Thursday, April 30, 2015

Designing for all the senses

As I transition from school into the working world, more and more people have been asking me "what do you do?" or "what sort of work are you pursuing?", at which point I attempt my explanation of design as a general topic and a lens through which we view our world. The eyes are certainly glazing over by the third or fourth sentence out of my mouth, which has led me to think of new ways to explain the importance of design to someone who may not understand its wide reaches.

Yesterday, I was record shopping with a friend in Rotate This on Queen, and he pointed out all of the band logos on the concert posters that graffiti the walls of the store. Some genres, especially metal, can be identified with a quick glance. Just take a look at the poster below and notice how all of the band logos not only look the same, but are all equally unintelligible. I mean, come on. The names of the bands had to be printed below their silly tree-branch logos in order for people to be able to identify who was playing the show.

Off of that tangent, this same friend (who is in a band himself – though they play math rock, not metal) asked me how I felt about band logos in general. Is it good to have a logo that adorns your merchandise and advertising, or should you let other artistic elements take the visual lead on an otherwise mainly olfactory experience? After thinking about this for a moment, I decided that while our five human senses are very different from each other, they are the same in other ways. Follow me down this rabbit hole:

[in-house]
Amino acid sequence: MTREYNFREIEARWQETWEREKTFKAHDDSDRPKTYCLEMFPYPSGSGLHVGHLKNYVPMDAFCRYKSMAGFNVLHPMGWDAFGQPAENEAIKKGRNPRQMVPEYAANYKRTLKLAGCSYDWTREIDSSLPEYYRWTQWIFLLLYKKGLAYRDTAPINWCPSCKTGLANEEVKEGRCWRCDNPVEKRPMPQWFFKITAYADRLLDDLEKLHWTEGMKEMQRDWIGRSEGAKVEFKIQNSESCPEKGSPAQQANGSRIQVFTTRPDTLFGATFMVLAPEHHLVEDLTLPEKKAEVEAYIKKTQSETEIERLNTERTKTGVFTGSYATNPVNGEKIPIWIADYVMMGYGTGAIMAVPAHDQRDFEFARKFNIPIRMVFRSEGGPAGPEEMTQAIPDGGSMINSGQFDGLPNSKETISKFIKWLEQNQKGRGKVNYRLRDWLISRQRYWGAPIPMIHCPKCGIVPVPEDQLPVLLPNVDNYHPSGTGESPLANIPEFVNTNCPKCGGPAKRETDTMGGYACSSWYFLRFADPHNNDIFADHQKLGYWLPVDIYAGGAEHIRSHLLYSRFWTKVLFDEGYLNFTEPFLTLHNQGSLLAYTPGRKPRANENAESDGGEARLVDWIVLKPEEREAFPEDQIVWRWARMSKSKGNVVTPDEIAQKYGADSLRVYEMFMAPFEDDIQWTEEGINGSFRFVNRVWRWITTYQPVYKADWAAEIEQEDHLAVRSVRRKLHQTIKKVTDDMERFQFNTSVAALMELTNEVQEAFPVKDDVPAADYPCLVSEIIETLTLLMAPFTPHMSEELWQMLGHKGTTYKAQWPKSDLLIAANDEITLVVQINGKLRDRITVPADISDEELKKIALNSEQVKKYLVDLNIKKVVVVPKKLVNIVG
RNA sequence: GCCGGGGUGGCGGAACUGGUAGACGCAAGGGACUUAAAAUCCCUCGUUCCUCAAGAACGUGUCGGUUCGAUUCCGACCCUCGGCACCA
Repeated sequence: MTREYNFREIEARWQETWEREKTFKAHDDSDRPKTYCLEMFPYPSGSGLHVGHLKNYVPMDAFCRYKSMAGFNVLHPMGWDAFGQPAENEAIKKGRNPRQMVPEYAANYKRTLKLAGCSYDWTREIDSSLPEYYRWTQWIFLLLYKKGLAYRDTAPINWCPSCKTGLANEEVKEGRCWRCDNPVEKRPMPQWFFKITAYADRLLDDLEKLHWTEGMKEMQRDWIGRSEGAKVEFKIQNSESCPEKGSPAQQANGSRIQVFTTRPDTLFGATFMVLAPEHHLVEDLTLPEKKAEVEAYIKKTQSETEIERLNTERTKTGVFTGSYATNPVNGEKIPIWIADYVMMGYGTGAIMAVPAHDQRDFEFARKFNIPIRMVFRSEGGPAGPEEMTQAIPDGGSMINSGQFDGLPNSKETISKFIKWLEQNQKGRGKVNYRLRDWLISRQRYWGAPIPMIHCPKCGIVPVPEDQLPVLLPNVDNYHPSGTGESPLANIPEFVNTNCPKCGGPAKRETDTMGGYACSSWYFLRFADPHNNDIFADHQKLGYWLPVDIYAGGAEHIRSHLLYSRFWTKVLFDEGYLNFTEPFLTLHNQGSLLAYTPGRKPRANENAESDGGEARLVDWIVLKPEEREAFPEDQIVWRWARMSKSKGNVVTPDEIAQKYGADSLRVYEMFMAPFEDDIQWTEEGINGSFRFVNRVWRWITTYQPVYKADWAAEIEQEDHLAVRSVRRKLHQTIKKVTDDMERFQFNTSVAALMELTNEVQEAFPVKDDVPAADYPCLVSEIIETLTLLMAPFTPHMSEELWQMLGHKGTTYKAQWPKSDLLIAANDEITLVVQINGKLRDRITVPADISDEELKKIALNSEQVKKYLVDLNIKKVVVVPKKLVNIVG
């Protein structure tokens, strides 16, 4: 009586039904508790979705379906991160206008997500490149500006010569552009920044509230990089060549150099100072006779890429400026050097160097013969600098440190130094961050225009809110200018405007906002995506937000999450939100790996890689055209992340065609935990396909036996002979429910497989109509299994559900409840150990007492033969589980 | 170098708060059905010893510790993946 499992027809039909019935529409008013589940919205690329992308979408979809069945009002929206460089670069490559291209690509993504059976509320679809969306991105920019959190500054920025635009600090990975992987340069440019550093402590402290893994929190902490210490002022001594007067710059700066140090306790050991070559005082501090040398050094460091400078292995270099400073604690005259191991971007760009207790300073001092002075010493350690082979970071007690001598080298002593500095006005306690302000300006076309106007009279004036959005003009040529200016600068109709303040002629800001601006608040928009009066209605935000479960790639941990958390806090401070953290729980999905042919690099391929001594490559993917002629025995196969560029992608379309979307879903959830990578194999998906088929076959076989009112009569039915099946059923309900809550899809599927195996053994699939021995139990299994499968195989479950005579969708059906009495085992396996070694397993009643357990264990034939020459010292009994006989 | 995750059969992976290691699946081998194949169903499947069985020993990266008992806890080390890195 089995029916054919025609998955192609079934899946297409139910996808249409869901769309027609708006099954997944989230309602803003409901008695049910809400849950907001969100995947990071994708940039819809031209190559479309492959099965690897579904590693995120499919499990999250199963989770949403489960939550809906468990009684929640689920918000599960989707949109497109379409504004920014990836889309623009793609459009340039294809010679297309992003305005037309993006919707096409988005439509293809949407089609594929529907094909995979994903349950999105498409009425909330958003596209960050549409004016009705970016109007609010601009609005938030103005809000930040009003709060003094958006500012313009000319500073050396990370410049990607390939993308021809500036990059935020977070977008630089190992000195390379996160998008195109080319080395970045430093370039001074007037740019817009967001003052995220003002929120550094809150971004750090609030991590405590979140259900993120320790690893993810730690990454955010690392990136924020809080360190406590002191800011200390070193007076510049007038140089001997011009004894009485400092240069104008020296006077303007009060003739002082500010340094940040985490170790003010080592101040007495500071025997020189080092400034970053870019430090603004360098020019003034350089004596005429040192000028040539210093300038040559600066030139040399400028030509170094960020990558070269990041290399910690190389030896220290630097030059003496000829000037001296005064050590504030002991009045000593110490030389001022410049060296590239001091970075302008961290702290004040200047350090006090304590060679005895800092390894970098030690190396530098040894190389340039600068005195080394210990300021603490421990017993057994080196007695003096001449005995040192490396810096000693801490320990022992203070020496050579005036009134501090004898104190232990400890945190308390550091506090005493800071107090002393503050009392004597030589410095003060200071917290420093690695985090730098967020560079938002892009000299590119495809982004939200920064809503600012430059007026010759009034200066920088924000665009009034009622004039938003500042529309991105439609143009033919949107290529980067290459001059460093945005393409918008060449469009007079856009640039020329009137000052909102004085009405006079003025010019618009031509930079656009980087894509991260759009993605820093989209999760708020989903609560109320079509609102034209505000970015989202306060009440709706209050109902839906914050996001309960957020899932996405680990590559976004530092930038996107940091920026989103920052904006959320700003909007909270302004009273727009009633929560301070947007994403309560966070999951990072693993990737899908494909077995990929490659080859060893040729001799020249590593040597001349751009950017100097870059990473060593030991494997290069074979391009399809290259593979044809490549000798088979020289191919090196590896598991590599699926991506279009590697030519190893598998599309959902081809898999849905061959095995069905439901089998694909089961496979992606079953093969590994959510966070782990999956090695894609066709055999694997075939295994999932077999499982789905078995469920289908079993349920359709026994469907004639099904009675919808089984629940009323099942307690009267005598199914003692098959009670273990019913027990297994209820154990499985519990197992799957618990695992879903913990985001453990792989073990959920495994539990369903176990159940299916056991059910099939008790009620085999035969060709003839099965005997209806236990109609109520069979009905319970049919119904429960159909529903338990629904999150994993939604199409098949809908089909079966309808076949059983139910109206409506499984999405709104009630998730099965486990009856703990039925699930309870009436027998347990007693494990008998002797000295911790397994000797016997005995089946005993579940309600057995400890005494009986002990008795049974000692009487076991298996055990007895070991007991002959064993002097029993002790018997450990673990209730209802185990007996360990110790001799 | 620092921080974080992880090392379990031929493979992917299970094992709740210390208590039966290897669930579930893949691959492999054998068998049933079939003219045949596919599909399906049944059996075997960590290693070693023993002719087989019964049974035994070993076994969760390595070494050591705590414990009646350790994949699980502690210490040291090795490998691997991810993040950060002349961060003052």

Brand loyalty is what advertising runs on. If a company can snag you from your first visit (for whatever reason, whatever they sell), they'll have you forever. And every time you see their logo, you'll think about the pleasure they bestowed upon you and that feeling will become synonymous with the logo. The world's most classic example of this is those delicious little golden arches. 

That cute little yellow-and-red logo is the beacon of my late-night Saturday and the hero of my early morning road trip. I know their food is bad for me; I probably only eat it once or twice a month (see, not so bad!), but I feel comforted by the brand and whenever I see it, I get the taste of those addictive fries in my mouth. That's brand loyalty.

So, back to my rant about our five senses. If taste is strong enough to cause a logo to put the taste of fries in my mouth, why can't a band logo be strong enough to put the sound of my favourite band in my head? And, from this half-assed analysis, I conclude that a band logo is important for brand recognition and fan loyalty. That said, I find that album artwork is so varied these days that this logo doesn't really have to exist on every album cover, but I imagine it moreso on festival posters, merchandise, concert ticket stubs, that sort of thing. This is one area where, surprisingly or not, DJs have their bases covered.

This poster makes more sense to me...

...than this one.

You can find your favourite bands more easily when searching for the shape of a logo, and the DJ names are (mostly) clear and well-defined. Good job, dubstep! If only your music sounded as good as the music coming to Wayhome. (Sorry!)

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